Five Surprising Outer Banks Facts

Every location has surprising nuggets of historical information and the Outer Banks is no exception. Here are five facts about this land by the sea that are likely not well known to those who reside outside of our region.

1. Mother Vine – The Oldest Documented Grape Vine in North America
On the north end of Roanoke Island, on the west side of old US 64 is Mother Vineyard Road—aptly named because it passes by the Mother Vine.

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Sounds of the Outer Banks

For those of us who migrated to the Outer Banks as adults, one of the most confusing parts of the local language was the casual use of the various sounds as a way to give a location. It’s still done today, and anyone who’s lived here ten years or more is probably just as guilty as a native of saying, “I was out on Croatan Sound,” thinking that immediately describes a location to a visitor.

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History of Outer Banks Town Names

OBX Town NamesRegardless of what pundits, experts, historians or local authorities may say, the name origins of many Outer Banks locations are nothing more than speculation.

Some we know by fact. For example, Currituck comes from an Algonquin native American word meaning “wild geese” or “land of the wild goose.” The spelling is subject to debate which may explain why Caratoke Highway (NC-168) is another way to spell and pronounce “land of the wild goose.”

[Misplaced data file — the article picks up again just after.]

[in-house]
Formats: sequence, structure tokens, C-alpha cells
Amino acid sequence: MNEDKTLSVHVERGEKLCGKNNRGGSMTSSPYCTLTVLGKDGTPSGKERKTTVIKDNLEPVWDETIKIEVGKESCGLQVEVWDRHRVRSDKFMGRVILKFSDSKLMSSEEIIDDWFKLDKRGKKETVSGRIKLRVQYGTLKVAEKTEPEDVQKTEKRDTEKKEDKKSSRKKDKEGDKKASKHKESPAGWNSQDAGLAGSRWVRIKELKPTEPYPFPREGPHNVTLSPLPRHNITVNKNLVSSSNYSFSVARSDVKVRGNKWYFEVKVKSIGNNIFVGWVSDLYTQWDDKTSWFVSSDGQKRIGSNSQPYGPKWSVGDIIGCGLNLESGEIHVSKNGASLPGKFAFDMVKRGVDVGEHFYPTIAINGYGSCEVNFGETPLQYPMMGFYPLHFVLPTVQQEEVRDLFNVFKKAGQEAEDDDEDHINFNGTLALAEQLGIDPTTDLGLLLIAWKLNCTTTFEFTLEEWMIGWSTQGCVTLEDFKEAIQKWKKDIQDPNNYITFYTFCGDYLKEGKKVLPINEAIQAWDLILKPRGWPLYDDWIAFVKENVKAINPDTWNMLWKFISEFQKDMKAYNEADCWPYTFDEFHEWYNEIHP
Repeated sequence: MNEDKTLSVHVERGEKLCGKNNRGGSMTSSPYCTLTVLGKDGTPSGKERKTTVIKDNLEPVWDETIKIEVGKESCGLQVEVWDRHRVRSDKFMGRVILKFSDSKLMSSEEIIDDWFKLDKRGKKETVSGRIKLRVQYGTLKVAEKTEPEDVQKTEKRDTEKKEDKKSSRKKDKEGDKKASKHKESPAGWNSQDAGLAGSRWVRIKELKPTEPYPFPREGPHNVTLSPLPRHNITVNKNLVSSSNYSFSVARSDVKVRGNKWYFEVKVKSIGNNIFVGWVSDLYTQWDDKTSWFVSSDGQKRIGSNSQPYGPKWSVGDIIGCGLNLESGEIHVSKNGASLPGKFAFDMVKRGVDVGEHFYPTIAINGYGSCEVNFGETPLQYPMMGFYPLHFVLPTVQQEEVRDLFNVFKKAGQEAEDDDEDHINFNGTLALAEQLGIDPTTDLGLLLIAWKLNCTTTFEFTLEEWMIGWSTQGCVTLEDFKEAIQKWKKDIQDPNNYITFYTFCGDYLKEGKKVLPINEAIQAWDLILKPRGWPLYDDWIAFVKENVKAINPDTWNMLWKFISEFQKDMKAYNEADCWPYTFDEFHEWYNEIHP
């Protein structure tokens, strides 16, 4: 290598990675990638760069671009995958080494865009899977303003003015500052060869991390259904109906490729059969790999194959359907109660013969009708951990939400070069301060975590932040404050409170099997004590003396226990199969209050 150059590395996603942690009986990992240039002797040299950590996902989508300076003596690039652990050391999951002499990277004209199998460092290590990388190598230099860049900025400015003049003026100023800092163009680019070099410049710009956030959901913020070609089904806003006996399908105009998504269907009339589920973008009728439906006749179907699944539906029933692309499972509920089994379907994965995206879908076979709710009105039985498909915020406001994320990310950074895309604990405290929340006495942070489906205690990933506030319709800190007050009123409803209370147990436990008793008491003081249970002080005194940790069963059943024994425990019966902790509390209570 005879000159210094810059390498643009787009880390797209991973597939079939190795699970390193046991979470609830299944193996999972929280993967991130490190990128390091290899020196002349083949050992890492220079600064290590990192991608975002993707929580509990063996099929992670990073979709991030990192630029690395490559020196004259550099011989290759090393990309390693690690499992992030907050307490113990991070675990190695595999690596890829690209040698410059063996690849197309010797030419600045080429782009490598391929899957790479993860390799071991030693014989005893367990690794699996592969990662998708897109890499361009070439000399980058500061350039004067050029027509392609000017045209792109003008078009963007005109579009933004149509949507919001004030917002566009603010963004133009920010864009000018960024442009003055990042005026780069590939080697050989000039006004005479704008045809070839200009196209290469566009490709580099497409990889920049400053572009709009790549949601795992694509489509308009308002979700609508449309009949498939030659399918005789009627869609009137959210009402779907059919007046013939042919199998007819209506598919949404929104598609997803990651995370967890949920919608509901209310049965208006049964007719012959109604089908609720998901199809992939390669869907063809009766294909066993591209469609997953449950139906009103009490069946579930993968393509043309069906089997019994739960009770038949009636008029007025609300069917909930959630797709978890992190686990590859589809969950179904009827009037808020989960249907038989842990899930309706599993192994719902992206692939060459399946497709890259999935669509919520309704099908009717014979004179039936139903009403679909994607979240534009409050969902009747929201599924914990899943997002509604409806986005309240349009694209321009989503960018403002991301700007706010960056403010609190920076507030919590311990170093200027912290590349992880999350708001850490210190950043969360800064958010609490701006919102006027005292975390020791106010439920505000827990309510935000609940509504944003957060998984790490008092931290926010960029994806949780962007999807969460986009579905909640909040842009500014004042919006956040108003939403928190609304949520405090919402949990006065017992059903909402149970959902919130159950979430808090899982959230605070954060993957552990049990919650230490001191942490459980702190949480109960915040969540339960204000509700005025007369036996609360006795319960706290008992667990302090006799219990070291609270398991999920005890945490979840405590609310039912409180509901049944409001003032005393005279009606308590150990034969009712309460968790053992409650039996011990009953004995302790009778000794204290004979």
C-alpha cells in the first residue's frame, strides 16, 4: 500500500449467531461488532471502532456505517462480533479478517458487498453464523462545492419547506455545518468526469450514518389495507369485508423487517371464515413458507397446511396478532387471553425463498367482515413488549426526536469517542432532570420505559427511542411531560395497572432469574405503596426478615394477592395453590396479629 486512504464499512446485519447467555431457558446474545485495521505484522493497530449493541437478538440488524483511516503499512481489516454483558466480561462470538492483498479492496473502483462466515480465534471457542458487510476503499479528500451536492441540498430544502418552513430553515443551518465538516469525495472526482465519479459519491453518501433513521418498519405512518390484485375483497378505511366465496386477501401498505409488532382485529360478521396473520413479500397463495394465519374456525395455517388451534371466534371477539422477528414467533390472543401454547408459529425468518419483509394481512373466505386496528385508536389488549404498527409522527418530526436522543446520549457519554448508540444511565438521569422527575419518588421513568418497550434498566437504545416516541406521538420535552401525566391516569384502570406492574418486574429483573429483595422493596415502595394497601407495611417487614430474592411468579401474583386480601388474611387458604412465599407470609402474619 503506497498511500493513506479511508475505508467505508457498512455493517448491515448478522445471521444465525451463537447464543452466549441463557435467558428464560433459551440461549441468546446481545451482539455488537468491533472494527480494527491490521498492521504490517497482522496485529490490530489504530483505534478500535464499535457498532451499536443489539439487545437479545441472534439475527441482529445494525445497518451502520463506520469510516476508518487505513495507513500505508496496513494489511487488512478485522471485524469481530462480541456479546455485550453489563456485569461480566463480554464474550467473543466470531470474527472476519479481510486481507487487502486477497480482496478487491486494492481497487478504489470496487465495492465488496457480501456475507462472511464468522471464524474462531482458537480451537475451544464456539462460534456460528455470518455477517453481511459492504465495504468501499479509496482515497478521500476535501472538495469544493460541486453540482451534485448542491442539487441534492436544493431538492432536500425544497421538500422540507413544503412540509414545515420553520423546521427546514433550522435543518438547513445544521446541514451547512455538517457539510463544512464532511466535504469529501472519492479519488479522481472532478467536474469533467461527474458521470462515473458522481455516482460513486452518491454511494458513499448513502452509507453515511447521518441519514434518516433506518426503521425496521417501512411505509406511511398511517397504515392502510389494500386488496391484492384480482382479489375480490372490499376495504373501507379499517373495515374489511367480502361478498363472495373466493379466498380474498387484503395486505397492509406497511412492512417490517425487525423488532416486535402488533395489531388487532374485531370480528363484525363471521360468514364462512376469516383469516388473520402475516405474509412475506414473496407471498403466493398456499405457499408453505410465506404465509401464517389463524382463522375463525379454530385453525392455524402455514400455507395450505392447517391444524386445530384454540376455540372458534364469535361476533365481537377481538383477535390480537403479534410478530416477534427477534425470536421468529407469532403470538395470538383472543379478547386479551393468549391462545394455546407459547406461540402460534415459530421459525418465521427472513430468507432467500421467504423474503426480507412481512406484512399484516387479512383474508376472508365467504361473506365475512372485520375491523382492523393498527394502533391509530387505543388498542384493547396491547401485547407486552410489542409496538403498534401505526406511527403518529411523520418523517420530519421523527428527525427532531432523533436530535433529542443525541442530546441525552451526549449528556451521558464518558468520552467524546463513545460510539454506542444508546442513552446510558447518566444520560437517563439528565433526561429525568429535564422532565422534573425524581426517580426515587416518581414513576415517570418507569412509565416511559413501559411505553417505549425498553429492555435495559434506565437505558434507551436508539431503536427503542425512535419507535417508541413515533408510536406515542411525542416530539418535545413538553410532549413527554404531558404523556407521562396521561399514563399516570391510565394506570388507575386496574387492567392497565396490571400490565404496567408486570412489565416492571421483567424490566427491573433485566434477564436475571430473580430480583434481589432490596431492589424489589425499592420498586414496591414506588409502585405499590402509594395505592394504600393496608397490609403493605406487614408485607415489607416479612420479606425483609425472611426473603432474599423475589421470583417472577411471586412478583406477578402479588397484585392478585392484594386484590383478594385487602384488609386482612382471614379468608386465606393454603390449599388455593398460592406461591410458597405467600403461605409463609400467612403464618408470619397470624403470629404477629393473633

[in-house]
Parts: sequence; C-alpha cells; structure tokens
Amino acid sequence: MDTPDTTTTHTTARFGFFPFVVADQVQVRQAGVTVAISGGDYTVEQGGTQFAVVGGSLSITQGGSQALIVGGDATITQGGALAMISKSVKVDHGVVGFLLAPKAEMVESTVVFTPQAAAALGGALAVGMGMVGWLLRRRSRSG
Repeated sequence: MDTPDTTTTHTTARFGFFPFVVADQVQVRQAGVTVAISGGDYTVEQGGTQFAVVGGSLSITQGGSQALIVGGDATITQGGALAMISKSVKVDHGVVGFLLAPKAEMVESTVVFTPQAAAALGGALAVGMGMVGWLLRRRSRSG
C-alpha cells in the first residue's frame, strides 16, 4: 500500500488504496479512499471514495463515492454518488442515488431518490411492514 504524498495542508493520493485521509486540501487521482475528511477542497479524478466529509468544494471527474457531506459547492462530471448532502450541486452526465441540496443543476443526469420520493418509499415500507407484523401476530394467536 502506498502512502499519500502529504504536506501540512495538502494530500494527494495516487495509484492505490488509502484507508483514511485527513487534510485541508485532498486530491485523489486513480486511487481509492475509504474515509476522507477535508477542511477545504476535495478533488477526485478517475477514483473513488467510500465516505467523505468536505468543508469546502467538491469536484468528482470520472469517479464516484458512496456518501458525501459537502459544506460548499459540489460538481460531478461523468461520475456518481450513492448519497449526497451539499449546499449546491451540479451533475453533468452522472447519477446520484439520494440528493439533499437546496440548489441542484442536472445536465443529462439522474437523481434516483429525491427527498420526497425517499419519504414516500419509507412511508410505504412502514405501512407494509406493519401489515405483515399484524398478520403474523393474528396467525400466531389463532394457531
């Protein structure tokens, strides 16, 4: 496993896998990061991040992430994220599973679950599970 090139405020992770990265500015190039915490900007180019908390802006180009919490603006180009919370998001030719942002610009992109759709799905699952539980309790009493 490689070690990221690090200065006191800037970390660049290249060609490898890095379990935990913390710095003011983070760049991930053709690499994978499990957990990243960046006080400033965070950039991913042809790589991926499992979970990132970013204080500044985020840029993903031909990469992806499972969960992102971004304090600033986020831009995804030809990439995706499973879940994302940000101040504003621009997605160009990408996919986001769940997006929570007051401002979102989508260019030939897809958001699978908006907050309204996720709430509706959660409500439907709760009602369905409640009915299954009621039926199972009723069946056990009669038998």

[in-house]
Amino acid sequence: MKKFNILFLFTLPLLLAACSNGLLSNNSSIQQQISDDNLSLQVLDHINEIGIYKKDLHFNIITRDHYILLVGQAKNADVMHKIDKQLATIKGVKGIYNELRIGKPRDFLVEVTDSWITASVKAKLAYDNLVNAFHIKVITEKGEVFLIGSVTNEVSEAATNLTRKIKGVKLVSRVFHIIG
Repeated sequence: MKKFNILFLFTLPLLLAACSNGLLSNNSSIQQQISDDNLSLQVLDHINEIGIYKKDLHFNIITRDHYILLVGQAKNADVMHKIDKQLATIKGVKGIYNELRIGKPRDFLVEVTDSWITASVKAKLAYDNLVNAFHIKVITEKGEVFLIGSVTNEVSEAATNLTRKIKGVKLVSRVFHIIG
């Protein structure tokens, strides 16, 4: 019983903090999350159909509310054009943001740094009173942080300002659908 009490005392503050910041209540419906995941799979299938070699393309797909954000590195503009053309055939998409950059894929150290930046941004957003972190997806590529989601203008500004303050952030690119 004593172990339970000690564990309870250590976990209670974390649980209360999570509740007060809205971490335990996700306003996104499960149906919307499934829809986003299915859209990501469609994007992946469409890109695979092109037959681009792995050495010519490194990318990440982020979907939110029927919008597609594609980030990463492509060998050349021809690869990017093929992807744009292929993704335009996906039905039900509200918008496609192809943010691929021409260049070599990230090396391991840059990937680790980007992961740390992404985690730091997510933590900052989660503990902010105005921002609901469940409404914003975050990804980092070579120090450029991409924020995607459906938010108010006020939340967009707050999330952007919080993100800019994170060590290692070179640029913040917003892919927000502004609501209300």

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Winter Wonderland on the Outer Banks

There is a universal perception that when winter arrives Outer Banks sidewalks are rolled up. However, that is not an accurate depiction of life on these sandbars, starting with the fact that there are very few sidewalks and ending with the realization that there is plenty to do during the winter months.

Admittedly, the pace is considerably slower during the months of January and February when compared to activities available in the summer and shoulder seasons months. The winter is actually a wonderful “get away” season at the beach. The pace is slower, the crowds are nonexistent and rates are a great value. Many great restaurants and shops remain open, although night life venues are sparse. Here are just a few option available when you arrive: Continue reading “Winter Wonderland on the Outer Banks”

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Highlighting Outer Banks Museums

Although the Outer Banks has a rich cultural heritage, museums in our area are in short supply. With that said, there are locations that celebrate and document our heritage and region that are worthy of a visit during your vacation stay.

Outer Banks Center for Wildlife Education
Located on the grounds of Currituck Heritage Park, which is also home to the Whalehead Club and Currituck Lighthouse, the Outer Banks Center for Wildlife Education is an extraordinary museum that educates visitors about the ecology and historical significance of the Currituck Sound.

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